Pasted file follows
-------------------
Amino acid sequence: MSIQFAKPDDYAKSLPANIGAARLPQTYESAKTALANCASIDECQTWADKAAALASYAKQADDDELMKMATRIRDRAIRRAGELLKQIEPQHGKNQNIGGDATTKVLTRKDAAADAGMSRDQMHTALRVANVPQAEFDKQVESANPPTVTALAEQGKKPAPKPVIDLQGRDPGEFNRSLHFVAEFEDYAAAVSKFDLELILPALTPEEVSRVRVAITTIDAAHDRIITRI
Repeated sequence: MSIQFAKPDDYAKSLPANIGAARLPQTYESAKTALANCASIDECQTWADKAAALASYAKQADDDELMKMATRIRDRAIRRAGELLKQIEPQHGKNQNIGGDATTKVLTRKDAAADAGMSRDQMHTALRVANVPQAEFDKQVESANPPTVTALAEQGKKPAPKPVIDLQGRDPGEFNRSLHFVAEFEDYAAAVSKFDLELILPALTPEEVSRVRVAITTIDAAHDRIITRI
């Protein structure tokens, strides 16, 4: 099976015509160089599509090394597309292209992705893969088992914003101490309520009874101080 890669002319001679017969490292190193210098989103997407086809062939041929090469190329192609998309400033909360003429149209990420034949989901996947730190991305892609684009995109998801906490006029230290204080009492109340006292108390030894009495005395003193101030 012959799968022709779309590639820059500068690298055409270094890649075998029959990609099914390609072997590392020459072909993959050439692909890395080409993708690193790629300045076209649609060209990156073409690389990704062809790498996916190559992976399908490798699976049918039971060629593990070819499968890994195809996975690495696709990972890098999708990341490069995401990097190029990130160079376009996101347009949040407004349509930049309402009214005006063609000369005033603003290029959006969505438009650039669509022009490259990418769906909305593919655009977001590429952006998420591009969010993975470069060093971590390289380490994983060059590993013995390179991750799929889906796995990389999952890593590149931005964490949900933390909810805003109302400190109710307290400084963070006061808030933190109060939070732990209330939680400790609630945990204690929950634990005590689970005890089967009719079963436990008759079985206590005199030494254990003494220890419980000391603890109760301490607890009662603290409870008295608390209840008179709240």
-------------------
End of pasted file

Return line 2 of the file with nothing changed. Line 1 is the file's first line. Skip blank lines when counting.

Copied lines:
Repeated sequence: MSIQFAKPDDYAKSLPANIGAARLPQTYESAKTALANCASIDECQTWADKAAALASYAKQADDDELMKMATRIRDRAIRRAGELLKQIEPQHGKNQNIGGDATTKVLTRKDAAADAGMSRDQMHTALRVANVPQAEFDKQVESANPPTVTALAEQGKKPAPKPVIDLQGRDPGEFNRSLHFVAEFEDYAAAVSKFDLELILPALTPEEVSRVRVAITTIDAAHDRIITRI